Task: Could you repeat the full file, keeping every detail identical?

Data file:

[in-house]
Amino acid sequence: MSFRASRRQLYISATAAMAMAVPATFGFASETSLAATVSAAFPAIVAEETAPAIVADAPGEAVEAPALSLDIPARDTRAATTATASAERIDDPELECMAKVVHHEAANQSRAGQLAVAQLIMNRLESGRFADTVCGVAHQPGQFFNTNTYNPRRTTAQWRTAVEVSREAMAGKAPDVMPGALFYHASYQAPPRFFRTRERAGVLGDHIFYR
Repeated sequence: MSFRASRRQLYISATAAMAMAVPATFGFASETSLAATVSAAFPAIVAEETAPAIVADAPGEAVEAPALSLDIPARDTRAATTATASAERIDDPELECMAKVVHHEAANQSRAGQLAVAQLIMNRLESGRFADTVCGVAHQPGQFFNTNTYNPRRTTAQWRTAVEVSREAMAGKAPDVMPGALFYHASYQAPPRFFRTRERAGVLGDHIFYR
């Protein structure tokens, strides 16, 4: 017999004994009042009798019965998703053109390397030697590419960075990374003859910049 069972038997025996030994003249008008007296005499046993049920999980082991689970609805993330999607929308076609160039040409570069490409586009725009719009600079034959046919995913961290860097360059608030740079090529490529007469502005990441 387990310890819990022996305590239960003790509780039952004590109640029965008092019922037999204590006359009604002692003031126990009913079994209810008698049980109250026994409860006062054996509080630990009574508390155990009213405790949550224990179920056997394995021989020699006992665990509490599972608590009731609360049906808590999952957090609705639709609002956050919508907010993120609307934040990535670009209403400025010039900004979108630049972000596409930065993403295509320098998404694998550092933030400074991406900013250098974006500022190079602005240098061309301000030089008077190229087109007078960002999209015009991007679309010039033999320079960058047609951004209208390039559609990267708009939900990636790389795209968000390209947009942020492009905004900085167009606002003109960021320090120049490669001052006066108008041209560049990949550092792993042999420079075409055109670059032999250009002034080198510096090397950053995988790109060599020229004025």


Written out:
[in-house]
Amino acid sequence: MSFRASRRQLYISATAAMAMAVPATFGFASETSLAATVSAAFPAIVAEETAPAIVADAPGEAVEAPALSLDIPARDTRAATTATASAERIDDPELECMAKVVHHEAANQSRAGQLAVAQLIMNRLESGRFADTVCGVAHQPGQFFNTNTYNPRRTTAQWRTAVEVSREAMAGKAPDVMPGALFYHASYQAPPRFFRTRERAGVLGDHIFYR
Repeated sequence: MSFRASRRQLYISATAAMAMAVPATFGFASETSLAATVSAAFPAIVAEETAPAIVADAPGEAVEAPALSLDIPARDTRAATTATASAERIDDPELECMAKVVHHEAANQSRAGQLAVAQLIMNRLESGRFADTVCGVAHQPGQFFNTNTYNPRRTTAQWRTAVEVSREAMAGKAPDVMPGALFYHASYQAPPRFFRTRERAGVLGDHIFYR
């Protein structure tokens, strides 16, 4: 017999004994009042009798019965998703053109390397030697590419960075990374003859910049 069972038997025996030994003249008008007296005499046993049920999980082991689970609805993330999607929308076609160039040409570069490409586009725009719009600079034959046919995913961290860097360059608030740079090529490529007469502005990441 387990310890819990022996305590239960003790509780039952004590109640029965008092019922037999204590006359009604002692003031126990009913079994209810008698049980109250026994409860006062054996509080630990009574508390155990009213405790949550224990179920056997394995021989020699006992665990509490599972608590009731609360049906808590999952957090609705639709609002956050919508907010993120609307934040990535670009209403400025010039900004979108630049972000596409930065993403295509320098998404694998550092933030400074991406900013250098974006500022190079602005240098061309301000030089008077190229087109007078960002999209015009991007679309010039033999320079960058047609951004209208390039559609990267708009939900990636790389795209968000390209947009942020492009905004900085167009606002003109960021320090120049490669001052006066108008041209560049990949550092792993042999420079075409055109670059032999250009002034080198510096090397950053995988790109060599020229004025």